Though the much-delayed restoration of phase I of the Crawford Market is set to begin soon, vendors have rue the civic body’s indecision over the redevelopment of phase II, which houses nearly half the market’s vendors.
Most of the market, they said, is marked by lanes with broken paver blocks and many stall owners work beneath leaky tin sheds. The delay over the market’s redevelopment will only deteriorate its condition, they said.
“Authorities have neglected this portion for years. We have been following the issue with officials from the BMC’s market department, but to no avail,” said Machindranath Chikhale, general secretary, Fruit Vendors’ Association, the umbrella organisation for around 140 fruit vendors in the market.
Phase I of the market comprises the heritage structure. The civic body had recently announced it would begin restoration work of the heritage façade, owing to its crumbling state. The Crawford Market restoration and redevelopment plan, approved by the civic body three years ago, has seen several hitches and was mired in controversy for years owing to conflict over the nature of redevelopment. The project was earlier handed over to a private developer, which led to several protests from activists since heritage guidelines were flouted. The civic body has now decided to execute the project on its own.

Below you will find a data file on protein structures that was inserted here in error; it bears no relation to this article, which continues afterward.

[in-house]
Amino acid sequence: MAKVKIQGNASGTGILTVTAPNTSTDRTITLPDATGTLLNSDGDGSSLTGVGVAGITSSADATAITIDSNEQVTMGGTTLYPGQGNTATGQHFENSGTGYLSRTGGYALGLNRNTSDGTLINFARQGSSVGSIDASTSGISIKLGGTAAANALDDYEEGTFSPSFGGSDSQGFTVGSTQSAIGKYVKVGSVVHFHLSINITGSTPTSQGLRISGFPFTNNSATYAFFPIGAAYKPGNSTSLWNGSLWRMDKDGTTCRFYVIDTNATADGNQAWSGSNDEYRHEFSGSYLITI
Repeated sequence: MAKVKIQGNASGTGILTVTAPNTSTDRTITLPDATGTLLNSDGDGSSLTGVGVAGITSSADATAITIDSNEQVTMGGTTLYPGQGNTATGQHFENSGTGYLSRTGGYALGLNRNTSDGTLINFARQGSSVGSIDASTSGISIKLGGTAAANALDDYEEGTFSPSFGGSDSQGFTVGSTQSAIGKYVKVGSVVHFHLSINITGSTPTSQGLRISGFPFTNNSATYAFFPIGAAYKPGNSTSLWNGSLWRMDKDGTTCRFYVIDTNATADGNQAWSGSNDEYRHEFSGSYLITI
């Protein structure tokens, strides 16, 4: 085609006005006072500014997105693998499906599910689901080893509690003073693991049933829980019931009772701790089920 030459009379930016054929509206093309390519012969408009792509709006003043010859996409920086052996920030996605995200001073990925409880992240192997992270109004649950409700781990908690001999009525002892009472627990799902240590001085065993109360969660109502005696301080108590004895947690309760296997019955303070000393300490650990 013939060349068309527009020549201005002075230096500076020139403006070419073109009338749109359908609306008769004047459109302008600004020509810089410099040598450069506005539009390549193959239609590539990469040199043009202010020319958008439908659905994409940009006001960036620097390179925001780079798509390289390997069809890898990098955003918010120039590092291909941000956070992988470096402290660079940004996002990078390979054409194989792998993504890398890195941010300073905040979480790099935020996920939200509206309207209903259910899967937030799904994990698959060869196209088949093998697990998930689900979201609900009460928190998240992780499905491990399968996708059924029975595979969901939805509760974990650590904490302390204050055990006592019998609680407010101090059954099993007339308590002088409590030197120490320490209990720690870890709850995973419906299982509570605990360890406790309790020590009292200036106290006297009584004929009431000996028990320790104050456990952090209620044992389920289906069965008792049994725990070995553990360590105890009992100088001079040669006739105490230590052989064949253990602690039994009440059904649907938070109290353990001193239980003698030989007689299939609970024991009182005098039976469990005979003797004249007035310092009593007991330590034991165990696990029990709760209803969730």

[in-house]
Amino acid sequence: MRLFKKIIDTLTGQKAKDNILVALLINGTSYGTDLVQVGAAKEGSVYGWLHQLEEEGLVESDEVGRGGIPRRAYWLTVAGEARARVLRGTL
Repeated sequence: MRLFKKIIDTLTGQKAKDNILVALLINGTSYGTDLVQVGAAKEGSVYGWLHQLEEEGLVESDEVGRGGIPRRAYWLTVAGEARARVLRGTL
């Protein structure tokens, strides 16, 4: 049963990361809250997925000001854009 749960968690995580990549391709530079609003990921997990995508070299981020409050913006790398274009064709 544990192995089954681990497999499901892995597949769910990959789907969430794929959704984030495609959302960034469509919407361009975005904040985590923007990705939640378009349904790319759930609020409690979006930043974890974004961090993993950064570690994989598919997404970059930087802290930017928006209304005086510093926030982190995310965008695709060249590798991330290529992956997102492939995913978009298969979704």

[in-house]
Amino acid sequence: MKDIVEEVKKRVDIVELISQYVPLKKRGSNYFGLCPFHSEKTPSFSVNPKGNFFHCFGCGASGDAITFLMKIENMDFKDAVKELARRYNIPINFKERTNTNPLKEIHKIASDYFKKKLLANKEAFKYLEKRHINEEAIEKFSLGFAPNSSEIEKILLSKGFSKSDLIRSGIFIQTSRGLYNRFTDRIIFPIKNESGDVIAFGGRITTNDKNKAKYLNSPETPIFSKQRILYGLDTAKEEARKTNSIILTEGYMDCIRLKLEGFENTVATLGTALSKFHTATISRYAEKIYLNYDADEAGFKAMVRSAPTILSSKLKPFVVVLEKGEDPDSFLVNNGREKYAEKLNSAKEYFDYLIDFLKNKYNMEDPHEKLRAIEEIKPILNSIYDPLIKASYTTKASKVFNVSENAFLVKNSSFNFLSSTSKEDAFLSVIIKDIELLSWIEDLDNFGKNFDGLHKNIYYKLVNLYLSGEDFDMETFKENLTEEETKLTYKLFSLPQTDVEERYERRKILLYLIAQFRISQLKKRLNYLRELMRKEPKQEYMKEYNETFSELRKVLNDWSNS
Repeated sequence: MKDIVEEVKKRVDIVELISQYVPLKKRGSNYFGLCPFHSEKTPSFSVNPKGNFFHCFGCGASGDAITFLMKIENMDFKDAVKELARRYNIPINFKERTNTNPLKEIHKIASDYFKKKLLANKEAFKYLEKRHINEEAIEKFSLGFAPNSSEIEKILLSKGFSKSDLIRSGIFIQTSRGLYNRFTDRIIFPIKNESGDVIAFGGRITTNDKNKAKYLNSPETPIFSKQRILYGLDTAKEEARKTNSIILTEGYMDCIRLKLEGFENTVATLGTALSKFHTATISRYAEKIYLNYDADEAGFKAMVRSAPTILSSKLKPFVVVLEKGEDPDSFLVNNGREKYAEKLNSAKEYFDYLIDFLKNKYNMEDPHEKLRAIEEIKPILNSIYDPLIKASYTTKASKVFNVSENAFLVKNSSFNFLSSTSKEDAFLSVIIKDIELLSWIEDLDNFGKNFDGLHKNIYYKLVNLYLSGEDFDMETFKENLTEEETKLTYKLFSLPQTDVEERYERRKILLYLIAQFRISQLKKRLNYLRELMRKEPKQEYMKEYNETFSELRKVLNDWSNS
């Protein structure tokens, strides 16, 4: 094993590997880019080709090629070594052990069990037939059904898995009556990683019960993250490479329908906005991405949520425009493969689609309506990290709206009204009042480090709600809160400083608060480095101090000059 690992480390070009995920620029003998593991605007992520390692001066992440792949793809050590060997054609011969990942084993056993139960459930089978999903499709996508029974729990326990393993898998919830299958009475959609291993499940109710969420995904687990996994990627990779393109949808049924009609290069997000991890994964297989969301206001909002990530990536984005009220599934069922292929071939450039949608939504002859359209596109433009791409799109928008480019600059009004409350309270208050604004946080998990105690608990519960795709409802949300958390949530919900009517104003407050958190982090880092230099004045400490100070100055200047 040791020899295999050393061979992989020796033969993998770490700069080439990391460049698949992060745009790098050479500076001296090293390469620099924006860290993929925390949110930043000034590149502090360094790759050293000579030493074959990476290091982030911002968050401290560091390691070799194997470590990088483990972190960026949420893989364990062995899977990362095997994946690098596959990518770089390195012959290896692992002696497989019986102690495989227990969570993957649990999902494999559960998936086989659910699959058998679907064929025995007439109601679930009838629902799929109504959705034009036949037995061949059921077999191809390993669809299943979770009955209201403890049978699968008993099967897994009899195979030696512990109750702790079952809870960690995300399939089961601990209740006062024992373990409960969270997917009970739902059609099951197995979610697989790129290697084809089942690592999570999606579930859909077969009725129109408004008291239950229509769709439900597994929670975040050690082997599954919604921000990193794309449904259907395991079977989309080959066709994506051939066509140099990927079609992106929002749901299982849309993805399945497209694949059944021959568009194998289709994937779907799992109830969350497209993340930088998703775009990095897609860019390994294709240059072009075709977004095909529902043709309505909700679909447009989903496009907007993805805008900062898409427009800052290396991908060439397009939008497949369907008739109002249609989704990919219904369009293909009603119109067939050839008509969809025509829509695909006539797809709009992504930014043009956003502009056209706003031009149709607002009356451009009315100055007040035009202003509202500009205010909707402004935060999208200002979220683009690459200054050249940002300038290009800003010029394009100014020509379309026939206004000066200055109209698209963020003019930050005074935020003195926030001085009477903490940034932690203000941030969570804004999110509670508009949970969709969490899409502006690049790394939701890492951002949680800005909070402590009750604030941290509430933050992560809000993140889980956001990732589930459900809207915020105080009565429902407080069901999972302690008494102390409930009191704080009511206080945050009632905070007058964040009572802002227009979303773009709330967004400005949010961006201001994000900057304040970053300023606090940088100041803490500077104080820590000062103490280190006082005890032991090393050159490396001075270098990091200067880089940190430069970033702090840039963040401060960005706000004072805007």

However, with the BMC’s market redevelopment policy yet to be finalised, the floor space index component for phase II of the market — comprising its rear wing — is undecided and there is no clarity on when the restoration will begin. To make matters worse, recent repair work taken up by the BMC has failed to bring about any change in the market’s condition.